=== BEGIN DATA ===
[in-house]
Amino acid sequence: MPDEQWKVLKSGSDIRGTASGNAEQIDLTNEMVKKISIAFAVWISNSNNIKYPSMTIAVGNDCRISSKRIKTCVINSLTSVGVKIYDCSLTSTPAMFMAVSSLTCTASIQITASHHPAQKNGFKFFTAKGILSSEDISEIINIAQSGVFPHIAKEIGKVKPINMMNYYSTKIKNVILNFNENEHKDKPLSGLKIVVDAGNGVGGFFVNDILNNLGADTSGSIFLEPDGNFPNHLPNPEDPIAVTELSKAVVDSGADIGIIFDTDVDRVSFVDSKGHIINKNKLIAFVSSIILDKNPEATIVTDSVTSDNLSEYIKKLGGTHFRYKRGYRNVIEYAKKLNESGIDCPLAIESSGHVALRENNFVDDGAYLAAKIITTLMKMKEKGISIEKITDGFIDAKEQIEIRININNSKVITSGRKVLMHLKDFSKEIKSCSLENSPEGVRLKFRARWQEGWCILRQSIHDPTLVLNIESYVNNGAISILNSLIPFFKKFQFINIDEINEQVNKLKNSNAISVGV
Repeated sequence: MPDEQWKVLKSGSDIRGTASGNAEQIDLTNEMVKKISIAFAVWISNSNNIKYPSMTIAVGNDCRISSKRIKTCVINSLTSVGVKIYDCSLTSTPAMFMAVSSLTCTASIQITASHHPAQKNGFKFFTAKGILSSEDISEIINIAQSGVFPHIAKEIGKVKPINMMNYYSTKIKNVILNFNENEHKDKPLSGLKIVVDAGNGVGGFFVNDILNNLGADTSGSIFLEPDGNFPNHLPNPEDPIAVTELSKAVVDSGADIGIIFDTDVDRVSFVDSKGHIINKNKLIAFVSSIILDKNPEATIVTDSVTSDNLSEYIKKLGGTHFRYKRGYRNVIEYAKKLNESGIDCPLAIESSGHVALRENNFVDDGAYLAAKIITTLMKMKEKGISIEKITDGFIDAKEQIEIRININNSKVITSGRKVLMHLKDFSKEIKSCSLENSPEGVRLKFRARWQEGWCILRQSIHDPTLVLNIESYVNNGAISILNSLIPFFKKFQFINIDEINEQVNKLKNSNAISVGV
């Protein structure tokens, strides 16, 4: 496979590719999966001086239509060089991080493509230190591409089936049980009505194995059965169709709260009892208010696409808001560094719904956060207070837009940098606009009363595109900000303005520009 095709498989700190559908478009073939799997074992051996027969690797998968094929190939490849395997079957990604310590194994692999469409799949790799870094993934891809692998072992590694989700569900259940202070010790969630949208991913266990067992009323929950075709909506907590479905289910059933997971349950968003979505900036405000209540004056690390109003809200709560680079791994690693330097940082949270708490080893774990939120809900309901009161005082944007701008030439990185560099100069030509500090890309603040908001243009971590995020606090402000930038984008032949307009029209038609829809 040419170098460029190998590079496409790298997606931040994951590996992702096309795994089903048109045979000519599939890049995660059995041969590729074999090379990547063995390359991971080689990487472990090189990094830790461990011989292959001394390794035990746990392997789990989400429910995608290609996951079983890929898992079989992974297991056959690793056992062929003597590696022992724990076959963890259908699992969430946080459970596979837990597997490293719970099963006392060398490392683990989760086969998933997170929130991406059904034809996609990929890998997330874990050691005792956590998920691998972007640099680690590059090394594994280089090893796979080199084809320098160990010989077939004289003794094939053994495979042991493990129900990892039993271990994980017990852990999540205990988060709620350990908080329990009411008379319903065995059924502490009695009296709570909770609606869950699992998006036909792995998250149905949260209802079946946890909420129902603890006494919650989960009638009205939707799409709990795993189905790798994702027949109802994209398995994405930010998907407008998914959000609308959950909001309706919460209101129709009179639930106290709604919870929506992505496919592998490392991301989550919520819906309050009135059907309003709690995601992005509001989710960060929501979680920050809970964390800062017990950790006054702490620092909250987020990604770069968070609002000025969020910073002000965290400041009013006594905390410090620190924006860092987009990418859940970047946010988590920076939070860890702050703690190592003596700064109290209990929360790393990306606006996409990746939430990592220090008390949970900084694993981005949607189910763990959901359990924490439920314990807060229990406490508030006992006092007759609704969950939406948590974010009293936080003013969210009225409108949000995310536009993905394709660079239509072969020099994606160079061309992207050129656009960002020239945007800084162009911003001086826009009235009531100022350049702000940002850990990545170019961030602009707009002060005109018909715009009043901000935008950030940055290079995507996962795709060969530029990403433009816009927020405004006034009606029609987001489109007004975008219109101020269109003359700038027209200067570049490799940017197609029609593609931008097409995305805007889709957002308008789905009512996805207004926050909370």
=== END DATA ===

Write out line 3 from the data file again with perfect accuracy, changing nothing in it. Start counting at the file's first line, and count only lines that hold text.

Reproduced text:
Repeated sequence: MPDEQWKVLKSGSDIRGTASGNAEQIDLTNEMVKKISIAFAVWISNSNNIKYPSMTIAVGNDCRISSKRIKTCVINSLTSVGVKIYDCSLTSTPAMFMAVSSLTCTASIQITASHHPAQKNGFKFFTAKGILSSEDISEIINIAQSGVFPHIAKEIGKVKPINMMNYYSTKIKNVILNFNENEHKDKPLSGLKIVVDAGNGVGGFFVNDILNNLGADTSGSIFLEPDGNFPNHLPNPEDPIAVTELSKAVVDSGADIGIIFDTDVDRVSFVDSKGHIINKNKLIAFVSSIILDKNPEATIVTDSVTSDNLSEYIKKLGGTHFRYKRGYRNVIEYAKKLNESGIDCPLAIESSGHVALRENNFVDDGAYLAAKIITTLMKMKEKGISIEKITDGFIDAKEQIEIRININNSKVITSGRKVLMHLKDFSKEIKSCSLENSPEGVRLKFRARWQEGWCILRQSIHDPTLVLNIESYVNNGAISILNSLIPFFKKFQFINIDEINEQVNKLKNSNAISVGV